Hospitals don’t take holidays. Who’s working? (ER Edition)
Kathleen Slye, Clinical Leader, Cape Cod Hospital ER
The holidays symbolize many different things for people – extra time spent with family and friends, delicious feasts and, of course, a few days off from work. But for hospitals, there’s no shutting down, no half-day closing and no holiday hours, which means some staff will be working.
It’s a busy time for everyone and an important time for those patients who cannot make it home themselves. The care they receive, whether on-going or emergency is crucial to their recovery and well-being – and it wouldn’t be possible without the dedication of the staff members who work those holiday shifts.
Leonard Nelson, Diagnostic Tech, Falmouth Hospital ER
So what’s it like working on a holiday? Cape Cod Health News caught up Kathleen A. Slye, Clinical Leader at Cape Cod Hospital Emergency Center and Leonard Nelson, Diagnostic Technician at Falmouth Hospital Emergency Center, who can tell you first hand:
Have you worked a holiday in the ER before?
“I work the night shift and have worked many holidays over the years. It is generally quite busy,” said Kathleen.
“Yes, I have worked previous holidays in the ED, usually to cover someone else who has young children at home,” added Leonard. “It is a bittersweet time for the patients because no one plans on being sick on Christmas. Those of us working strive to keep a calm, holiday mood in the department without enhancing the disappointment the patients have to be in-patient.”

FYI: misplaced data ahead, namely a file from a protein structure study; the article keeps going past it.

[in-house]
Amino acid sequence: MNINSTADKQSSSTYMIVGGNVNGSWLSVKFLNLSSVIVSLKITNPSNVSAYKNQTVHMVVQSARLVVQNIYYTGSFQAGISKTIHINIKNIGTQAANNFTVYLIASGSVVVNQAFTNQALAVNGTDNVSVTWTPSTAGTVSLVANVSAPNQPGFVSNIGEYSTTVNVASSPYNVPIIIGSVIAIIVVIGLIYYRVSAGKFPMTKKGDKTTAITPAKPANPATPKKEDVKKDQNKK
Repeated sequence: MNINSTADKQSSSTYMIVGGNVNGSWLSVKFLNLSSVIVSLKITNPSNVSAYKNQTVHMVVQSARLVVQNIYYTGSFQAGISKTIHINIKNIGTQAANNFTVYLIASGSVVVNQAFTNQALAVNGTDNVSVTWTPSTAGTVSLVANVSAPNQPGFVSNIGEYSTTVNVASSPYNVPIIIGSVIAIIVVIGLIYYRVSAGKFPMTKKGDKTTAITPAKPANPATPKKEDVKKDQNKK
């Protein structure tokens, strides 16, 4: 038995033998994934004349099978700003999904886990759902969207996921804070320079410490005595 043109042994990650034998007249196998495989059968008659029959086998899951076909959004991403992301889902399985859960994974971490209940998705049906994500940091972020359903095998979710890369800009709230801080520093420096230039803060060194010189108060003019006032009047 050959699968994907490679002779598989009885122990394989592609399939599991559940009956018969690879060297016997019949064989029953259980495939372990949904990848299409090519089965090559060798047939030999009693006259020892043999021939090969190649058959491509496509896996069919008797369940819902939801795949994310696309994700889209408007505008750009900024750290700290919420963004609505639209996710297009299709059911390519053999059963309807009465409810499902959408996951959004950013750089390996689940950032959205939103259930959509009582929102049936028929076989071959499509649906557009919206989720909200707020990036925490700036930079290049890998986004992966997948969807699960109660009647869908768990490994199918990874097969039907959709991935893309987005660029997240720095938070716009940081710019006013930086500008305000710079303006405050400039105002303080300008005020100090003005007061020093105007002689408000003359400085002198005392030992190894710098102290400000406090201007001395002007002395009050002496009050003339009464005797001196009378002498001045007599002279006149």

Do you do anything special for the patients or as a team?
“We bring in some of our favorite dishes to share when we get time to eat,” said Kathleen.
“I wear one of my Hawaiian Mele Kalikimaka (Merry Christmas shirts) sometimes with a Kukui nut lei to mark the occasion. The shift has a pot luck breakfast brunch that we partake of in our breaks,” added Leonard.
What about outside of the hospital, how do you celebrate with your family? Are you doing anything special when you get off your shift?
“I am looking forward to spending time with my family and especially my grandchildren,” said Kathleen.
“My wife Stephanie has been an ER nurse at Cape Cod Hospital and Falmouth Hospital and I worked twenty years as a Firefighter/Paramedic, so we have always had to modify our holiday celebration due to one or both of us working on Christmas. Thus, Christmas Eve is a focus for our family with church services and family gathering. Having been born in England, to an American father and English mother, Christmas Eve was the night that we opened the annual Christmas parcel from my English grandparents and listen to their annual Christmas tape. Also, December 26th is celebrated as St. Stephen’s Day (or Boxing Day) in England and our family has celebrated on that day as part of the Twelve Days of Christmas,” said Leonard.
What has been your favorite memory from working a holiday at CCHC?
“Definitely the camaraderie, when we have time to share with each other. Also, the ability to help our patients get back to their celebrations,” said Kathleen.
It’s no surprise that Leonard agreed…
“The camaraderie fostered among those of us working on Christmas being expressed in sharing condensed version of our personal traditions and “Secret Santa” exchanges,” added Leonard.